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Together with energy efficiency, clean energy technologies such as solar and wind are central to the fight against climate change. They are available today, getting better and cheaper all the time, and help improve air quality whilst creating new jobs. Photo©UN/Eskinder Debebe

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California Governor Jerry Brown has called for an ambitious increase in renewable energy, alternative fuels and building efficiency over the next 15 years, including the smart grid investments to put them to use. (Read the news story). 

In his Monday inaugural address, Mr Brown said that the state was well on the way to meeting the goals of the California Global Warming Solutions Act of 2006, which were to reduce carbon pollution and limit the emissions of heat-trapping gases to 431 million tons by 2020. But now, he said, it was time to establish a next set of objectives for 2030 and beyond.

Governor Details new Initiatives

In his speech, Governor Brown said:

Toward that end, I propose three ambitious goals to be accomplished within the next 15 years:

  1. Increase from one-third to 50 percent our electricity derived from renewable sources;
  2. Reduce today’s petroleum use in cars and trucks by up to 50 percent;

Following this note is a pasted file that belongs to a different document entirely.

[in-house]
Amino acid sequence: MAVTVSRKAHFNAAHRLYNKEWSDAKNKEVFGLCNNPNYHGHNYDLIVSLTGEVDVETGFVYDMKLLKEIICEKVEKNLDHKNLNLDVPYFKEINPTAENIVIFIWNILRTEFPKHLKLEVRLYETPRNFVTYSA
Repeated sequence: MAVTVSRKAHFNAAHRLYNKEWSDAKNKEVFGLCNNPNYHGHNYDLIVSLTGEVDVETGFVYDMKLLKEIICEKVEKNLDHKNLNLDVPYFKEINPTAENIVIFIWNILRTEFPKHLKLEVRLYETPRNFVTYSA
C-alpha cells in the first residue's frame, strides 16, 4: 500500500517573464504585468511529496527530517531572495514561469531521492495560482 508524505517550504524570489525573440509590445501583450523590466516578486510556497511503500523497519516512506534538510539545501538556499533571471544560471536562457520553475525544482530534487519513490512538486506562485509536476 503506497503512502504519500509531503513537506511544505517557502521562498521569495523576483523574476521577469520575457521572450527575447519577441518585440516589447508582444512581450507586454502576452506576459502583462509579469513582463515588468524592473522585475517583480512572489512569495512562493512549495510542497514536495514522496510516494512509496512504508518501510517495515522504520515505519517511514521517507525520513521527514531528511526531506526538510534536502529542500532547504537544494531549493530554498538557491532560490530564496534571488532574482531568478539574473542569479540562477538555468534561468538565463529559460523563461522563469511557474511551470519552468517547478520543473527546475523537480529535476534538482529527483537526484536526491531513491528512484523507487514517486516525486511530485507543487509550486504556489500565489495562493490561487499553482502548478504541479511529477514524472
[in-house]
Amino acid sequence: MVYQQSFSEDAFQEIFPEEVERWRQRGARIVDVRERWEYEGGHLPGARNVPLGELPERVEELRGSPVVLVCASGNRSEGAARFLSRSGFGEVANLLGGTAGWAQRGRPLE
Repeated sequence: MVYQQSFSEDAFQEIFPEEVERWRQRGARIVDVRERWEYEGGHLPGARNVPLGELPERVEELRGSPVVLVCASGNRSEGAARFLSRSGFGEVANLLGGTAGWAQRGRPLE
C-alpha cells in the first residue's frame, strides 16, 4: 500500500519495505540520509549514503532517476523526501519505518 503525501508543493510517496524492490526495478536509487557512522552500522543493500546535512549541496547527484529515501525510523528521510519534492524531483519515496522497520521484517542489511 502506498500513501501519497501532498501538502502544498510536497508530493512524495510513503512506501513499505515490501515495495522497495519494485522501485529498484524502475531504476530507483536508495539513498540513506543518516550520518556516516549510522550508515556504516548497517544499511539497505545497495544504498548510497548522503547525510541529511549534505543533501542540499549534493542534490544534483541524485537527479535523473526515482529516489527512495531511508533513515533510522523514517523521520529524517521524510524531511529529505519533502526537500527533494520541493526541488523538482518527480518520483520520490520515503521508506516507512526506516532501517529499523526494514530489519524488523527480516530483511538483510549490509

3. Double the efficiency of existing buildings and make heating fuels cleaner.

We must also reduce the relentless release of methane, black carbon and other potent pollutants across industries. And we must manage farm and rangelands, forests and wetlands so they can store carbon. All of this is a very tall order. It means that we continue to transform our electrical grid, our transportation system and even our communities.

I envision a wide range of initiatives: more distributed power, expanded rooftop solar, micro-grids, an energy imbalance market, battery storage, the full integration of information technology and electrical distribution and millions of electric and low-carbon vehicles. How we achieve these goals and at what pace will take great thought and imagination mixed with pragmatic caution. It will require enormous innovation, research and investment. And we will need active collaboration at every stage with our scientists, engineers, entrepreneurs, businesses and officials at all levels.

Taking significant amounts of carbon out of our economy without harming its vibrancy is exactly the sort of challenge at which California excels. This is exciting, it is bold and it is absolutely necessary if we are to have any chance of stopping potentially catastrophic changes to our climate system.

Photo by Phil Konstantin

 

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